BRYANT v. NORTH CAROLINA
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419 U.S. 974 (1974)
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U.S. Supreme Court
BRYANT v. NORTH CAROLINA , 419 U.S. 974 (1974)
419 U.S. 974
Joe BRYANT and Raymond Mitchell Floyd
State of NORTH CAROLINA.
State of NORTH CAROLINA.
Supreme Court of the United States
October 29, 1974
On petitions for writs of certiorari to the Supreme Court of North Carolina.
The petitions for writs of certiorari are denied.
Mr. Justice BRENNAN, with whom Mr. Justice STEWART and Mr. Justice MARSHALL join, dissenting.
Petitioner Bryant and Floyd were convicted in the Superior Court of Mecklenburg County of exhibiting allegedly obscene motion pictures in violation of North
Carolina General Statute 14-190.1 (Cum.Supp.1971). Petitioner Horn was convicted in the Superior Court of New Hanover County of selling allegedly obscene magazines in violation of the same statute. Section 14-190.1 provided in pertinent part at the times of the alleged offenses as follows:
- '(a) It shall be unlawful for any person, firm, or corporation to intentionally disseminate obscenity in any public place. A person, firm, or corporation disseminates obscenity within the meaning of this article if he or it:
- '(1) Sells . . . any obscene writing, picture, record, or other representation or embodiment of the obscene; or . . .
- '(4) Exhibits . . . any obscene still or motion picture, film, filmstrip, or any matter or material which is a representation, embodiment, performance, or publication of the obscene.
- '(b) For purposes of this Article any material is obscene if:
- '(1) The dominant theme of the material taken as a whole appeals to the prurient interest in sex; and,
- '(2) The material is patently offensive because it affronts contemporary national community standards relating to the description or representation of sexual matters; and,
- '(3) The material is utterly without redeeming social value.'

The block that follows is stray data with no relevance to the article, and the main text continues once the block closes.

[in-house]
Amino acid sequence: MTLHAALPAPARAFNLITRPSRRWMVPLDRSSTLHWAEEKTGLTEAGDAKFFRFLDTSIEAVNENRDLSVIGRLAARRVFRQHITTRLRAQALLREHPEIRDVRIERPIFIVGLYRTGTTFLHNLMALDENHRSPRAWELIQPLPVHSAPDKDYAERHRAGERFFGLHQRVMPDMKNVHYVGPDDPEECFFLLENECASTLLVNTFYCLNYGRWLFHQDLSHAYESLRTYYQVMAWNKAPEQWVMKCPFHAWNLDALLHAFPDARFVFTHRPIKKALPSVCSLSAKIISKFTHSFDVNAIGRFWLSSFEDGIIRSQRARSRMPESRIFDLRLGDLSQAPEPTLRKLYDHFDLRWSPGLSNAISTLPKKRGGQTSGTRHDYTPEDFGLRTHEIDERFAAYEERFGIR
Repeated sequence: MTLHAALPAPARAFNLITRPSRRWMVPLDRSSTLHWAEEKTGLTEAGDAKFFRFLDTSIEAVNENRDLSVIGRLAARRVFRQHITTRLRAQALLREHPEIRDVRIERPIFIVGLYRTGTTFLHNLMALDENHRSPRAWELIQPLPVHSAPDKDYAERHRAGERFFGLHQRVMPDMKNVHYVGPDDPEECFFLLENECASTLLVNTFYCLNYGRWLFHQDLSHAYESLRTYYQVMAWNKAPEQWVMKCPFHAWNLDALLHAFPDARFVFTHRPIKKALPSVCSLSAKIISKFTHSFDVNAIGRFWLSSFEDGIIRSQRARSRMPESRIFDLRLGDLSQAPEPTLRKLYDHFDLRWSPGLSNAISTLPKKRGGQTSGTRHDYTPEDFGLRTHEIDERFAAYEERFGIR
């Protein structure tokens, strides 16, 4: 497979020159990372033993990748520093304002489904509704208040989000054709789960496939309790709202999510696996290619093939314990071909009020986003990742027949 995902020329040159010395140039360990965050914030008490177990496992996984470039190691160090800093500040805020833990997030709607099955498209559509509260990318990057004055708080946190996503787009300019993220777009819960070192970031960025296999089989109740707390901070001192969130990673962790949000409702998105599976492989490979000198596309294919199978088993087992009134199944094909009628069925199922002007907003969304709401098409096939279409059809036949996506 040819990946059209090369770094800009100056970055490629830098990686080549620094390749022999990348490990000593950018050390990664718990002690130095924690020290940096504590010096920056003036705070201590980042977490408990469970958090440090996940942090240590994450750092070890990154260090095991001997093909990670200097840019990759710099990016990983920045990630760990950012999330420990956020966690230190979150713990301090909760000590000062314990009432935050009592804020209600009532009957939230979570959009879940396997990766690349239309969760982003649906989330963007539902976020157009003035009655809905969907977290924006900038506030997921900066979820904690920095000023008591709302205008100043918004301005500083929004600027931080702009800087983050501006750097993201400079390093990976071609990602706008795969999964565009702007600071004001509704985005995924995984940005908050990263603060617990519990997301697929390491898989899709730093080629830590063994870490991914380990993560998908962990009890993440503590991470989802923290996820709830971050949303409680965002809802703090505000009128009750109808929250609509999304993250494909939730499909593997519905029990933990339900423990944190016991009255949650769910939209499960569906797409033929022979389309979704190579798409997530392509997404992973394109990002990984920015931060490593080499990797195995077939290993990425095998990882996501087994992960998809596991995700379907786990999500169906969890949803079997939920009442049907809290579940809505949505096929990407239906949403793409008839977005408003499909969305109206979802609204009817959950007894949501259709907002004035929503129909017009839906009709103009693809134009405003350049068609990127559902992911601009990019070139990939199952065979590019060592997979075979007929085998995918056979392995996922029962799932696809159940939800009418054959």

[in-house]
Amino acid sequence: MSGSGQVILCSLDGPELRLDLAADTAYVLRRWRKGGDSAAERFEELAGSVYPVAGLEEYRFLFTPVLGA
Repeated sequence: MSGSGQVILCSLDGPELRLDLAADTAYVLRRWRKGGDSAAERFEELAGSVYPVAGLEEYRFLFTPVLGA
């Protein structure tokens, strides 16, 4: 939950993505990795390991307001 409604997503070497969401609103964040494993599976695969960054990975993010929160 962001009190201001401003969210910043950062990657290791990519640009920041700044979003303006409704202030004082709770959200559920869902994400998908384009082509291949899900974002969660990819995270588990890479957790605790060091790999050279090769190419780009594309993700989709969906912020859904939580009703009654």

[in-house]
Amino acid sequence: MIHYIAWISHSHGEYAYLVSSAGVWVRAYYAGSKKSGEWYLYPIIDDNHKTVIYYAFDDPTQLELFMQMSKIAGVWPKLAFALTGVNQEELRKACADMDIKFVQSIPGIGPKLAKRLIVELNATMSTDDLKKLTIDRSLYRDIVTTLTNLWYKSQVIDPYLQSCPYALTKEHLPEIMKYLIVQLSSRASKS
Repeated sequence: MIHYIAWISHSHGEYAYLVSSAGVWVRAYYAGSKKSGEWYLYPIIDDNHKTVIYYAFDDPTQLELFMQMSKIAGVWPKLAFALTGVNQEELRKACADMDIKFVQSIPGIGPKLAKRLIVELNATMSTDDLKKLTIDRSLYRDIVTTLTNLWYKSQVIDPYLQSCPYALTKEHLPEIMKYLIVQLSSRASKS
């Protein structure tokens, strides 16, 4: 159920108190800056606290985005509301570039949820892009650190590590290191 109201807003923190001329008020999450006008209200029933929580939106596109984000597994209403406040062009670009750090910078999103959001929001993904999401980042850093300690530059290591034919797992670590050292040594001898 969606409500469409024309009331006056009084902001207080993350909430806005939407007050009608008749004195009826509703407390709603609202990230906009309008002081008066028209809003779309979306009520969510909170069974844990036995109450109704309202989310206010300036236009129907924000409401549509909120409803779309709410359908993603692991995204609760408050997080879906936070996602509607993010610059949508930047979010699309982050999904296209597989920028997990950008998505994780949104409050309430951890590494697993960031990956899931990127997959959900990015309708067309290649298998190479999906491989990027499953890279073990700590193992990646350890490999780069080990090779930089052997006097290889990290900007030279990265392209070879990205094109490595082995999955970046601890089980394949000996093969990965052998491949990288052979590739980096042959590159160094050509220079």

Petitioners Bryant and Floyd appealed their convictions to the Court of Appeals of North Carolina, which affirmed. The Supreme Court of North Carolina dismissed an appeal and denied a petition for writ of certiorari. This Court then granted certiorari, vacated the
judgment of the Court of Appeals, and remanded for consideration in light of Miller v. California, 413 U.S. 15 (1953), and companion cases. On remand, the Court of Appeals and the Supreme Court of North Carolina both again affirmed the convictions.
Mr. Justice DOUGLAS, being of the view that any state or federal ban on or regulation of obscenity is prohibited by the Constitution, Roth v. United States, 354 U.S. 476, 508; Miller v. California, 413 U.S. 15, 43-48; Paris Adult Theatre v. Slaton, 413 U.S. 49, 70-73, would grant certiorari and summarily reverse.
Petitioner Horn's conviction was affirmed by the North Carolina Court of Appeals. The Supreme Court of North Carolina also affirmed, in an opinion rendered after Miller was decided.
It is my view that 'at least in the absence of distribution to juveniles or obtrusive exposure to unconsenting adults, the First and Fourteenth Amendments prohibit the State and Federal Governments from attempting wholly to suppress sexually oriented materials on the basis of their allegedly 'obscene' contents.' Paris Adult Theatre I v. Slaton, 413 U.S. 49, 113 (1973) (Brennan, J., dissenting). It is clear that, tested by that constitutional standard, 14-190.1 was constitutionally overbroad and therefore invalid on its face. For the reasons stated in my dissent in Miller v. California, 413 U.S. 15, 47 (1973), I would therefore grant certiorari and, since the judgments of the Supreme Court of North Carolina were rendered after Miller reverse.*
In that circumstance, I have no occasion to consider whether the other questions presented merit plenary review. See Heller v. New York, 413 U.S. 483, 494, 495 (1973) (Brennan, J., dissenting).
Further, it does not appear from the petition and response that the obscenity of the disputed materials in these cases was adjudged by applying local community standards. Based on my dissent in Hamling v. United States, 418 U.S. 87, 141, 2919 (1974 ), I believe that, consistent
with the Due Process Clause, petitioner must be given an opportunity to have his case decided on, and introduced evidence relevant to, the legal standard upon which his conviction has ultimately come to depend. Thus, even on its own terms, the Court should vacate the judgment below and remand for a determination whether petitioner should be afforded a new trial under local community standards.
[Footnote *] Although four of us would grant and reverse, the Justices who join this opinion do not insist that the case be decided on the merits.